PAUL A. LEVINE, M.D.; MICHAEL D. KLEIN, M.D.
Cardiac pacing is being used with increasing frequency as diagnostic techniques identify problems amenable to pacing and as technologic advances reduce the size of the pulse generators and increase their projected life and versatility. These same technologic advances may introduce new problems that, unless anticipated, may lead to a costly, uncomfortable, and unnecessary medical evaluation. One of these problems is myopotential inhibition of the unipolar pacemaker.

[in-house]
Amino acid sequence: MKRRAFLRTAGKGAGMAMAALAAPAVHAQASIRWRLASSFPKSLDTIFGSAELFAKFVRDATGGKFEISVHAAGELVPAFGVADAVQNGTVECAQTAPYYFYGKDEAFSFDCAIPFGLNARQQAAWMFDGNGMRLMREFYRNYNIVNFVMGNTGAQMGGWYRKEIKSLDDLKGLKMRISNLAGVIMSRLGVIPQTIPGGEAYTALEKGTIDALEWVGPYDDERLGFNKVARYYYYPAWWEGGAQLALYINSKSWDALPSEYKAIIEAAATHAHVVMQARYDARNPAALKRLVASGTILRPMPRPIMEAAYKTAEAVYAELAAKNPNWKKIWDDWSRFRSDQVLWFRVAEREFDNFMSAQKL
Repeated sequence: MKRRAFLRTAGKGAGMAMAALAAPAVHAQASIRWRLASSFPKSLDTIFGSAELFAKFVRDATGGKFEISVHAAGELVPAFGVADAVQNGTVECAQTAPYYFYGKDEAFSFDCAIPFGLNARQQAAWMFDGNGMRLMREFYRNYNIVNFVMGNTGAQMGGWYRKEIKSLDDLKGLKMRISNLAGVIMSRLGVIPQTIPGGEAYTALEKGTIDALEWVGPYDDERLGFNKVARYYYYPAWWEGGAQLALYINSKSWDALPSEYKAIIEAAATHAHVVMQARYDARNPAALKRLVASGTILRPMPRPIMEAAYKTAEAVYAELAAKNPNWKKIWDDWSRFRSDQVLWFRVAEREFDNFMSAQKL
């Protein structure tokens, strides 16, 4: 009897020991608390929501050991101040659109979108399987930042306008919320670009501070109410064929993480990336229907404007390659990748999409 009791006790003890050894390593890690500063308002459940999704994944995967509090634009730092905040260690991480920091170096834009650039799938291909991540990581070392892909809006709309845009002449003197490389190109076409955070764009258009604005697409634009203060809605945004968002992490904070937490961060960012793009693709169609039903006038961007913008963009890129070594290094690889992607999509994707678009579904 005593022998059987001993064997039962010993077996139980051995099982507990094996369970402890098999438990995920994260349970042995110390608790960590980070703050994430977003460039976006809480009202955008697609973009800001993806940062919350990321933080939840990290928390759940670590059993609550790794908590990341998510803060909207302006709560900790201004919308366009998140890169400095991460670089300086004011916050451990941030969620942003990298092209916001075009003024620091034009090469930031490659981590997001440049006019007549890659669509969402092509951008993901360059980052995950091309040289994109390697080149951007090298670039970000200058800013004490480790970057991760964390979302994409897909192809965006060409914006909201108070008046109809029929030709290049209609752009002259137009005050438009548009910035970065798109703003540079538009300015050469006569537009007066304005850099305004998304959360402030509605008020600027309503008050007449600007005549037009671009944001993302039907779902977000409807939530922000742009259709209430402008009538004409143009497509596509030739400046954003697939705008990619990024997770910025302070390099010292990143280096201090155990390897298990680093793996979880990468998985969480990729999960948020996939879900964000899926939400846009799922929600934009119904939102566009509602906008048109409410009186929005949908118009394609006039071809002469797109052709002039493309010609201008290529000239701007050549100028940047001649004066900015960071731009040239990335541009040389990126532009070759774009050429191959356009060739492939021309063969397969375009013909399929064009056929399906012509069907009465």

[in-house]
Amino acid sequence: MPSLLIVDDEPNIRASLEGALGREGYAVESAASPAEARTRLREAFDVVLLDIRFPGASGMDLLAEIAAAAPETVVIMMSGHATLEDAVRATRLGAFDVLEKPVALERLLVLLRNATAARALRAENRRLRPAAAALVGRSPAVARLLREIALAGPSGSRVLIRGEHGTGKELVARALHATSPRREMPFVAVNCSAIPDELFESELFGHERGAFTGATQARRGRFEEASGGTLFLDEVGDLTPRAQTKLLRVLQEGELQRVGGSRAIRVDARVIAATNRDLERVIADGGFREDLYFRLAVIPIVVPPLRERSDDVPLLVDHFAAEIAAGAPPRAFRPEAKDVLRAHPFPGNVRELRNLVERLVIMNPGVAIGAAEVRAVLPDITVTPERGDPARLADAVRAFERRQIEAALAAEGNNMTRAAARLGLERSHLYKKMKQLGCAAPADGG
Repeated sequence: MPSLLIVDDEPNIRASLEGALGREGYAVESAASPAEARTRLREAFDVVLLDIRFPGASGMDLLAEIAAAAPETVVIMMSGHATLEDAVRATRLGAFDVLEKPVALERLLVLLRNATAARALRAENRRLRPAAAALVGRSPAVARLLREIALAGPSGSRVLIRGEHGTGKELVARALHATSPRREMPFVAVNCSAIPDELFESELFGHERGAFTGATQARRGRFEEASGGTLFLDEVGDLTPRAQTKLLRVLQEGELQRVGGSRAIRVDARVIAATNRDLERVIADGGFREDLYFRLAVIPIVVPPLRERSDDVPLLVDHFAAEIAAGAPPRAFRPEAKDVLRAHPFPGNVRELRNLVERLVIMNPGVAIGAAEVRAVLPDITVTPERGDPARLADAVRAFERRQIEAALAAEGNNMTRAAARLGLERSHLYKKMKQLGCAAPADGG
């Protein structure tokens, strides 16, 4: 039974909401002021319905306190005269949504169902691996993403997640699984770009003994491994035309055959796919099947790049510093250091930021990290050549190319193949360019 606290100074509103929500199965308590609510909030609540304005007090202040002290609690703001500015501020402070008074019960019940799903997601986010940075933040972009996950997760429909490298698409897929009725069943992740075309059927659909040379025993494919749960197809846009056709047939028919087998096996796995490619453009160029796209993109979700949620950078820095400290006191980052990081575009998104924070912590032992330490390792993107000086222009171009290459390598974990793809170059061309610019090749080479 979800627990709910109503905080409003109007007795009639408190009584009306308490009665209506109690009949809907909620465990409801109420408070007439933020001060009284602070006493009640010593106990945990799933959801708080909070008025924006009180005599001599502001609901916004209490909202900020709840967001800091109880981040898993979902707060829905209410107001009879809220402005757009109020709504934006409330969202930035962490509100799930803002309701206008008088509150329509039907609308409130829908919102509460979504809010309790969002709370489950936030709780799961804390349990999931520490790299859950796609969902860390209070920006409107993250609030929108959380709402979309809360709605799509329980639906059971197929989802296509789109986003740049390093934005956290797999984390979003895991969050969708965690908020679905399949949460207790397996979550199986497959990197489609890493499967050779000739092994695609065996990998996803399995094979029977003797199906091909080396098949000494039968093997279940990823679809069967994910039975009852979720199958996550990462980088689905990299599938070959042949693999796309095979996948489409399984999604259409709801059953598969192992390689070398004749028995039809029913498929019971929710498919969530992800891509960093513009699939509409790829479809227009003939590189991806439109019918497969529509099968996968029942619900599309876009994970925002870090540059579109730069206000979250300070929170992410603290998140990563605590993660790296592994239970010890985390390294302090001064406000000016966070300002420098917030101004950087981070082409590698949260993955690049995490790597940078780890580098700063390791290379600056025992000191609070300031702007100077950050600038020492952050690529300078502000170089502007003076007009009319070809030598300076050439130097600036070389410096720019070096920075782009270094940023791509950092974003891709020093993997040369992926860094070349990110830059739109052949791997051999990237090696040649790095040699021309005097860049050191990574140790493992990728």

The major indication for cardiac pacing remains the management of patients with symptomatic bradyarrhythmias. If episodic lightheadedness and even syncope continue to occur after implantation of the pacemaker, it can be extremely disconcerting to
LEVINE PA, KLEIN MD. Myopotential Inhibition of Unipolar Pacemakers: A Disease of Technologic Progress. Ann Intern Med. 1983;98:101–103. doi: 10.7326/0003-4819-98-1-101
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Published: Ann Intern Med. 1983;98(1):101-103.
Cardiology, Rhythm Disorders and Devices.
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